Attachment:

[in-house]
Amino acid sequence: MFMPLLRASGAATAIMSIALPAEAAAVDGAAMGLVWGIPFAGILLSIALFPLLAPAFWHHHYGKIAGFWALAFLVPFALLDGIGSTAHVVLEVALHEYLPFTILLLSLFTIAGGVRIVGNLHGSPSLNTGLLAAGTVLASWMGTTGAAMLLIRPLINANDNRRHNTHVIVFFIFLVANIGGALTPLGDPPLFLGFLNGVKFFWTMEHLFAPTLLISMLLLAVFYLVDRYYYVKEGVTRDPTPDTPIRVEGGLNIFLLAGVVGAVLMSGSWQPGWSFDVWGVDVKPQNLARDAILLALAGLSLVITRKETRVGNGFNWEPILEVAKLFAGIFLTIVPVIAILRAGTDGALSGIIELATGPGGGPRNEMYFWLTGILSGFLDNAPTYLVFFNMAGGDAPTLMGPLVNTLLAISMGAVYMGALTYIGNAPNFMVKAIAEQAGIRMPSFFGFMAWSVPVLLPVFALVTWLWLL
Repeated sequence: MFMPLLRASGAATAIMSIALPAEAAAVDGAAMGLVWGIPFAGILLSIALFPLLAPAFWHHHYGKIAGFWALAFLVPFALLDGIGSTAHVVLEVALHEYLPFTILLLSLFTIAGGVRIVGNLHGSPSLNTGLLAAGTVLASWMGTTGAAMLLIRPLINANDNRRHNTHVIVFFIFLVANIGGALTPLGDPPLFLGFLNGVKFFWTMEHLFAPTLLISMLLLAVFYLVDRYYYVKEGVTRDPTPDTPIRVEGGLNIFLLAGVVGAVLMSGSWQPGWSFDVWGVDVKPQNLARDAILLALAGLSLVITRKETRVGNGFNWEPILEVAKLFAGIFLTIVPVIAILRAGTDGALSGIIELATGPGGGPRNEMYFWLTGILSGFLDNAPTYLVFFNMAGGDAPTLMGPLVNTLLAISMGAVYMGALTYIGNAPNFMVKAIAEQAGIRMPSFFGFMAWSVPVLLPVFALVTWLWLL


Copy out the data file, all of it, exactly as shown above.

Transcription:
[in-house]
Amino acid sequence: MFMPLLRASGAATAIMSIALPAEAAAVDGAAMGLVWGIPFAGILLSIALFPLLAPAFWHHHYGKIAGFWALAFLVPFALLDGIGSTAHVVLEVALHEYLPFTILLLSLFTIAGGVRIVGNLHGSPSLNTGLLAAGTVLASWMGTTGAAMLLIRPLINANDNRRHNTHVIVFFIFLVANIGGALTPLGDPPLFLGFLNGVKFFWTMEHLFAPTLLISMLLLAVFYLVDRYYYVKEGVTRDPTPDTPIRVEGGLNIFLLAGVVGAVLMSGSWQPGWSFDVWGVDVKPQNLARDAILLALAGLSLVITRKETRVGNGFNWEPILEVAKLFAGIFLTIVPVIAILRAGTDGALSGIIELATGPGGGPRNEMYFWLTGILSGFLDNAPTYLVFFNMAGGDAPTLMGPLVNTLLAISMGAVYMGALTYIGNAPNFMVKAIAEQAGIRMPSFFGFMAWSVPVLLPVFALVTWLWLL
Repeated sequence: MFMPLLRASGAATAIMSIALPAEAAAVDGAAMGLVWGIPFAGILLSIALFPLLAPAFWHHHYGKIAGFWALAFLVPFALLDGIGSTAHVVLEVALHEYLPFTILLLSLFTIAGGVRIVGNLHGSPSLNTGLLAAGTVLASWMGTTGAAMLLIRPLINANDNRRHNTHVIVFFIFLVANIGGALTPLGDPPLFLGFLNGVKFFWTMEHLFAPTLLISMLLLAVFYLVDRYYYVKEGVTRDPTPDTPIRVEGGLNIFLLAGVVGAVLMSGSWQPGWSFDVWGVDVKPQNLARDAILLALAGLSLVITRKETRVGNGFNWEPILEVAKLFAGIFLTIVPVIAILRAGTDGALSGIIELATGPGGGPRNEMYFWLTGILSGFLDNAPTYLVFFNMAGGDAPTLMGPLVNTLLAISMGAVYMGALTYIGNAPNFMVKAIAEQAGIRMPSFFGFMAWSVPVLLPVFALVTWLWLL